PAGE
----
is fully on display in the rip and snort of Portsmouth Point and
Frémaux’s CBSO Crown Imperial and Orb
and Sceptre coupled with the Gloria and the Coronation
Te Deum are smashing performances with a high excitement quotient.
The recording quality is dazzling with opulent depth (those sickle-toned
harp sweeps in the Crown Imperial!) and virile impact. I have
treasured these recordings since they were first issued on LP in the
late 1970s. They have not been trounced by any of the competition. The
mass of directional information in the Te Deum is splendid alluding
by illusion to more than a pedestrian two channels. Frémaux was
not made enough of while he was with the City of Birmingham Symphony.
Both Hugo Rignold (responsible for a ripely recorded and imaginative
mid-1960s Lyrita LP recording of Bliss’s Blow Meditations and
Music for Strings) and Harold Gray were more obscure characters.
The clouds only parted slightly further for Frémaux whose Studio
4 EMI LP of Massenet’s ballet music from Le Cid is also classic
stuff. A Frémaux Walton First Symphony would, on this showing,
have been a cherishable thing and his Second would also have been worth
having. Simon Rattle’s advent spelt the blossoming onto the international
stage of the Birmingham’s pride and joy but Frémaux is in danger
of being utterly and unjustly forgotten.
And then we come to the film music. Carl Davis's collection
is on a single CD. Davis selects Sargent's suite from the Henry V music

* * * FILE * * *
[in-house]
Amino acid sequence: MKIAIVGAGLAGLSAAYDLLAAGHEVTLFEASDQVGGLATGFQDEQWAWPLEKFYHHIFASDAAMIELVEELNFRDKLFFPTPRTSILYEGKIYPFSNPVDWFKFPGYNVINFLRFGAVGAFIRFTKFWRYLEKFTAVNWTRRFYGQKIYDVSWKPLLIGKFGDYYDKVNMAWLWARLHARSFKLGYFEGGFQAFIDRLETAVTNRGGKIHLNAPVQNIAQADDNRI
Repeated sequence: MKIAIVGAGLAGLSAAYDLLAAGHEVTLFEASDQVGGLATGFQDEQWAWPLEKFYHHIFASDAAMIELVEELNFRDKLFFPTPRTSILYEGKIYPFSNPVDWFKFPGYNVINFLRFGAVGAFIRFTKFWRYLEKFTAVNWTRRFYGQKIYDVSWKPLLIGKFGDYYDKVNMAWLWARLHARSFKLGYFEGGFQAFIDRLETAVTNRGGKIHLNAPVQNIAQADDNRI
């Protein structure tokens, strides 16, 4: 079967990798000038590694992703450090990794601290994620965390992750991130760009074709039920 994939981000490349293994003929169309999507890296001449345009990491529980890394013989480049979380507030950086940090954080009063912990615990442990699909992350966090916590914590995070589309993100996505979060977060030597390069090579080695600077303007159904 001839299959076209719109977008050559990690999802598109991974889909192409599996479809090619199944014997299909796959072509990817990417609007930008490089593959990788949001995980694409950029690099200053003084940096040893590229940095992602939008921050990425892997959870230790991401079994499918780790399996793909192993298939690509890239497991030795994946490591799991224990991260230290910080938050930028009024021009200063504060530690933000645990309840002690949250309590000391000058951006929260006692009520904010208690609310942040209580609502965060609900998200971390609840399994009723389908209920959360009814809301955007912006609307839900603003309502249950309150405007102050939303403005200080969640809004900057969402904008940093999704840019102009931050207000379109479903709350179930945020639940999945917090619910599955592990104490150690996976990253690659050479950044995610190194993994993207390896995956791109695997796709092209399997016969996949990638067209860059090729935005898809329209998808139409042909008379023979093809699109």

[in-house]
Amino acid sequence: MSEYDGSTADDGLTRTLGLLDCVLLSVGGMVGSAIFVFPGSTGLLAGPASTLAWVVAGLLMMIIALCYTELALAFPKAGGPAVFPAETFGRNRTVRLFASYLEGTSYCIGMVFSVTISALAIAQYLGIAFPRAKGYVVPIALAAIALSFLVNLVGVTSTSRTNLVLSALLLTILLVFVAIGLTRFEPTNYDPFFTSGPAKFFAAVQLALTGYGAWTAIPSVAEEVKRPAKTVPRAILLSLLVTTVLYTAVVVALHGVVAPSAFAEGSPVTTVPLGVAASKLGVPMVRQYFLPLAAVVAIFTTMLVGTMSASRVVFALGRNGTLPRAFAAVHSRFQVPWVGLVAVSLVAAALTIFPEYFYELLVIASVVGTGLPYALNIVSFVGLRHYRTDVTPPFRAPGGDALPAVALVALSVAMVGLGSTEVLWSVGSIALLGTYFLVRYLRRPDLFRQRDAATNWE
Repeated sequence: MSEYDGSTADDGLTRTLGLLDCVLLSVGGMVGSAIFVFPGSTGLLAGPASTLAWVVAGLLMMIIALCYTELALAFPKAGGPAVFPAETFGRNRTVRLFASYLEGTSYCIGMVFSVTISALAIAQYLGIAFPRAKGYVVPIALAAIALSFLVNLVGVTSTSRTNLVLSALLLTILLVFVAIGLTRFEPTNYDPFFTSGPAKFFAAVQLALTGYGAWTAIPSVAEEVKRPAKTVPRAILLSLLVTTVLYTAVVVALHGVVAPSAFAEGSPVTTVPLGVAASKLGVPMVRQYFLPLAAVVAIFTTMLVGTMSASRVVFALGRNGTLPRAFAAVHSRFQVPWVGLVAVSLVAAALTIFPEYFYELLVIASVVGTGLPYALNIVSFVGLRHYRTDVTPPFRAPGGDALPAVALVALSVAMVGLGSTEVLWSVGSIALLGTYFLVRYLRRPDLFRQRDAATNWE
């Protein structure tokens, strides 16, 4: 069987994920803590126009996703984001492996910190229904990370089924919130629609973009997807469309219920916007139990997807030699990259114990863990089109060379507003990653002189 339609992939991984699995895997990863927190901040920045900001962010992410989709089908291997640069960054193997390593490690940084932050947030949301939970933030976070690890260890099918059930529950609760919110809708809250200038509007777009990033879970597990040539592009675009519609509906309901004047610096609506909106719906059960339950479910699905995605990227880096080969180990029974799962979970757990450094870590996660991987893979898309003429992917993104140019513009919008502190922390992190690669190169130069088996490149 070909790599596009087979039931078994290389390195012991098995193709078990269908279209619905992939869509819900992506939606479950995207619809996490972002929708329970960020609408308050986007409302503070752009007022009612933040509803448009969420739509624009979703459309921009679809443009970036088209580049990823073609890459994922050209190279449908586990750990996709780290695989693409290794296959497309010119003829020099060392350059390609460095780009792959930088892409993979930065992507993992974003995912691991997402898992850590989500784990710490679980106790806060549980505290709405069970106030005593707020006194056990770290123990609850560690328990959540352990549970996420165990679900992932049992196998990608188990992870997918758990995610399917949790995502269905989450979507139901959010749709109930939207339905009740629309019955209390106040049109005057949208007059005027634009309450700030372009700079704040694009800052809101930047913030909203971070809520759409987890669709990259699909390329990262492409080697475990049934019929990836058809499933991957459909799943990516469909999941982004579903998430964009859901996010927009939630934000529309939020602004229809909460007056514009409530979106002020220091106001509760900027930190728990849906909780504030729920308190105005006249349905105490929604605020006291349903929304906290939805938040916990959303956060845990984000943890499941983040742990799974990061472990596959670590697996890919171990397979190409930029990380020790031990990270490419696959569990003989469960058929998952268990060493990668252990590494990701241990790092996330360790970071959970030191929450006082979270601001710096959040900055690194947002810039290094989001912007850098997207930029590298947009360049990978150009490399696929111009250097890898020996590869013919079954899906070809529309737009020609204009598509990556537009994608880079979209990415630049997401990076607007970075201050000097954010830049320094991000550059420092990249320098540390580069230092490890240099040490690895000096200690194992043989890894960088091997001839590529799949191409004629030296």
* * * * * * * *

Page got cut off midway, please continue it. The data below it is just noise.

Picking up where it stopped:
complete with choral parts taken by the London Philharmonic Choir. It
is most vividly recorded with aggressive immediacy. The suite is rather
limited in its choice flanking The Death of Falstaff and Touch
Her Soft Lips with the antique atmosphere of the Prelude The
Globe and The Agincourt Song. The choir blast out the jubilation
of victory in the Song but the symmetry is weakened by the elision the
music for the battle.
Colin Matthews arranged a suite from music Walton wrote
for The Battle of Britain. This was its first recording given
a very subtly contrived aural realism though without the roughening
of grittier edginess experienced on the soundtrack album. Battle
in the Air was well known from the film soundtrack but the March
and Siegfried Music were silently concealed from view when the Walton
score was dumped by the studio. The march is a peaceful affably Elgarian
amble without the barbed swagger of the concert marches. Much the same
can be said of the A History of the English Speaking Peoples written
for TV. This has a semblance of the vintage Waltonian manner but lacks
effervescent tension and inventive edge. Christopher Palmer's notes
(always a good read!) quite rightly point up the ‘marching’ parallels
I do not need to say much about the Walton conducts
Walton's film music disc except to say that this is superb. Mostly
mono of course and the tapes are getting on a bit but there is no substitute
for these recordings. The wreathed crown among these garlanded treasures
is the so-called Scenes from Henry V (licensed from BMG) in which
Olivier orates selected lines by the King as well as a selection of
lines from other characters. It all works well and of course there is
nothing to beat that rustling-rattling shudder of the great flight of
arrows faithfully recorded here. The price you pay for such authenticity
a recording nearly sixty years old in the case of the Henry Scenes and
the whiskery hubbub of 78 background noise.
The Act II Interlude from the opera Troilus and
Cressida is not film music but is an apt companion given its retching
double portrayal of a storm and of the wild love-making of the two named